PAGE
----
Center for Autism and Related Disabilities at USF (CARD)

Center for Autism and Related Disabilities at USF (CARD)

CARD’s work includes:
Developing and disseminating materials. Our materials are available online and in hard copy.
Developing and distributing an online newsletter two times a year. On a monthly basis, we send our CARD Connector, an online blast with educational and informational content for folks on our mailing list.
Organizing and conducting local, regional and statewide training events. Each year, regional workshops are organized on topics of great interest to families and school personnel.
Maintaining an active website. Families and professionals often access the web to gather information. Our website links to information and resources about autism and related disabilities, provides a list of training events, and other valuable information. The website is updated on a regular basis. CARD-USF also distributes information through our Facebook page and Twitter.
Engaging in individual consultations. CARD-USF offers families and/or professionals strategies or information on best practices to increase skill development or address behavioral concerns by observing the individual in natural settings, and collaborating with the person’s team and family members to suggest appropriate services and supports. Once our staff has determined the individual needs of a child or adult with ASD, we may provide direct consultation in a home, school or community setting.




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MoodGYM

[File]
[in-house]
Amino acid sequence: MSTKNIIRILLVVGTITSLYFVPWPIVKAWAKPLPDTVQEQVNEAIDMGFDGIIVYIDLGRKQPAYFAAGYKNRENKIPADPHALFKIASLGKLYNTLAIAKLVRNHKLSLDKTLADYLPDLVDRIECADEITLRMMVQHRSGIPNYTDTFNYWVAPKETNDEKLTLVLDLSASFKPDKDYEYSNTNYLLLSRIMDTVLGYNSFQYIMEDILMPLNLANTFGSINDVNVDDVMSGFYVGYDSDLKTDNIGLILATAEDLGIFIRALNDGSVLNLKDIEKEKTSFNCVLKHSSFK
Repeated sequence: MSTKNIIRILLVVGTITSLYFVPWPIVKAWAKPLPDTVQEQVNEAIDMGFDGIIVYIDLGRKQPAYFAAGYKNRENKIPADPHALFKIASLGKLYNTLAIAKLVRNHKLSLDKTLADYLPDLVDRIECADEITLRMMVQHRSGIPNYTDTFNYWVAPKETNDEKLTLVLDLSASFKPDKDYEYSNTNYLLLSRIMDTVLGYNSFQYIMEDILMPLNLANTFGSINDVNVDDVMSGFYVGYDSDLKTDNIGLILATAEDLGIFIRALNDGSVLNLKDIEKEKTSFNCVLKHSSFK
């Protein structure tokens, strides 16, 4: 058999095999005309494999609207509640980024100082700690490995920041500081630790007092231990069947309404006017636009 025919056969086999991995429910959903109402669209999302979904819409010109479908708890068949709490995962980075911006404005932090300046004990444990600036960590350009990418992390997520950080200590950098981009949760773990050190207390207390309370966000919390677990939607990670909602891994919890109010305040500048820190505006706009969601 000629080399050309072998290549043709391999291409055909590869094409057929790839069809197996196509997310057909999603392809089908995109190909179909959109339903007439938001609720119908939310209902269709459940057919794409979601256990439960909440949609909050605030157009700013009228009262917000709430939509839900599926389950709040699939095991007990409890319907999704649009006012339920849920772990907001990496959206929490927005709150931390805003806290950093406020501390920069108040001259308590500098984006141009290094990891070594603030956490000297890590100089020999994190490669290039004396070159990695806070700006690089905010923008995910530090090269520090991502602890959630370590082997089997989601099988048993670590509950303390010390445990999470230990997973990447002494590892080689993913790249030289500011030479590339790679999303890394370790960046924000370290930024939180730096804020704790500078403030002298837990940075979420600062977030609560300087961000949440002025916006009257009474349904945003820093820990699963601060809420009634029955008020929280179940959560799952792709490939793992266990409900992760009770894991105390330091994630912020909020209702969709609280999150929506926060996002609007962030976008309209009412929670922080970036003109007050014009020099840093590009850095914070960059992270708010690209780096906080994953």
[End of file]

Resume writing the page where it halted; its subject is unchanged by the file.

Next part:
MoodGYM

The concept for MoodGYM and the content of the site were developed by the e-hub: e-mental Health Research and Development group at the Australian National University
MoodGYM is designed to be used by people who would like to prevent mental health problems or manage problems which are troubling but not incapacitating. MoodGYM is not specifically designed for use by people with clinical levels of depression or anxiety. MoodGYM suggests that those who score above 2-3 on the MoodGYM Depression Quiz should contact a health professional.




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Bite Back

Bite Back

BITE BACK is anonymous.
No real names: We like to be creative and make up fun and different usernames. Not only is it entertaining, it also has the added bonus of protecting everyone’s identity. It means everyone can share their stories and express themselves in their entries and comments with complete honesty.
Public posts or private? The choice is up to you. Every time you make an entry on BITE BACK, the upload form gives you the option to make your post public (with your username shown), private (just for your eyes), or public but without your username shown so no one knows which user posted it. There are bookshelves, things to do, think tanks, and mental fitness. It is such a complete user experience.